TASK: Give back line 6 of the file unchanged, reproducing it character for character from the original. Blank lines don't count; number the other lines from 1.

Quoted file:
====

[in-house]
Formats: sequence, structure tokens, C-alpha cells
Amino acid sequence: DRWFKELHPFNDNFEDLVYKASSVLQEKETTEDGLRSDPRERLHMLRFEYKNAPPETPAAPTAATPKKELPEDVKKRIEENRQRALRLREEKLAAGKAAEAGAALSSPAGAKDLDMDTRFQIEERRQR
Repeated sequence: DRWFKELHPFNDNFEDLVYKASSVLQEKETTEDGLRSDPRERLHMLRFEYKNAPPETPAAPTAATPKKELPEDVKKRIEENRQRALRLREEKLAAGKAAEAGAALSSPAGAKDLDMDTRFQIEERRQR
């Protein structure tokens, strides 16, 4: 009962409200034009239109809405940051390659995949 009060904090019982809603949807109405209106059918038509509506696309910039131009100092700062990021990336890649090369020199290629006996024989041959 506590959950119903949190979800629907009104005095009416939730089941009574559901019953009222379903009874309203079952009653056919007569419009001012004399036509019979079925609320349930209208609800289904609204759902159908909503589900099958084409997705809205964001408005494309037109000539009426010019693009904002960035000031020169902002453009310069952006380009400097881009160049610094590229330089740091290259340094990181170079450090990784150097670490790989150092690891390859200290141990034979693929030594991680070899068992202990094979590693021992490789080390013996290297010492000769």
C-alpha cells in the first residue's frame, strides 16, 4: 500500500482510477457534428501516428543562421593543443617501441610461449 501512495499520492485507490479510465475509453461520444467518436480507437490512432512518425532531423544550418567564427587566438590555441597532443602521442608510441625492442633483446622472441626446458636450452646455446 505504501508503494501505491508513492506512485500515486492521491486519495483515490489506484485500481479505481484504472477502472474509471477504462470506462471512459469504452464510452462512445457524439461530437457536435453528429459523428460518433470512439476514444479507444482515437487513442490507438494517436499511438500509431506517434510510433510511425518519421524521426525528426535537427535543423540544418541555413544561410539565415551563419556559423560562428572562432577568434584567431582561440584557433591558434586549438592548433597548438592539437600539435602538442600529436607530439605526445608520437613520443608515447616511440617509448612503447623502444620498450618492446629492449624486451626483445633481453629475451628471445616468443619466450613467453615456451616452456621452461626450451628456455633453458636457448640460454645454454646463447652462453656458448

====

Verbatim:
C-alpha cells in the first residue's frame, strides 16, 4: 500500500482510477457534428501516428543562421593543443617501441610461449 501512495499520492485507490479510465475509453461520444467518436480507437490512432512518425532531423544550418567564427587566438590555441597532443602521442608510441625492442633483446622472441626446458636450452646455446 505504501508503494501505491508513492506512485500515486492521491486519495483515490489506484485500481479505481484504472477502472474509471477504462470506462471512459469504452464510452462512445457524439461530437457536435453528429459523428460518433470512439476514444479507444482515437487513442490507438494517436499511438500509431506517434510510433510511425518519421524521426525528426535537427535543423540544418541555413544561410539565415551563419556559423560562428572562432577568434584567431582561440584557433591558434586549438592548433597548438592539437600539435602538442600529436607530439605526445608520437613520443608515447616511440617509448612503447623502444620498450618492446629492449624486451626483445633481453629475451628471445616468443619466450613467453615456451616452456621452461626450451628456455633453458636457448640460454645454454646463447652462453656458448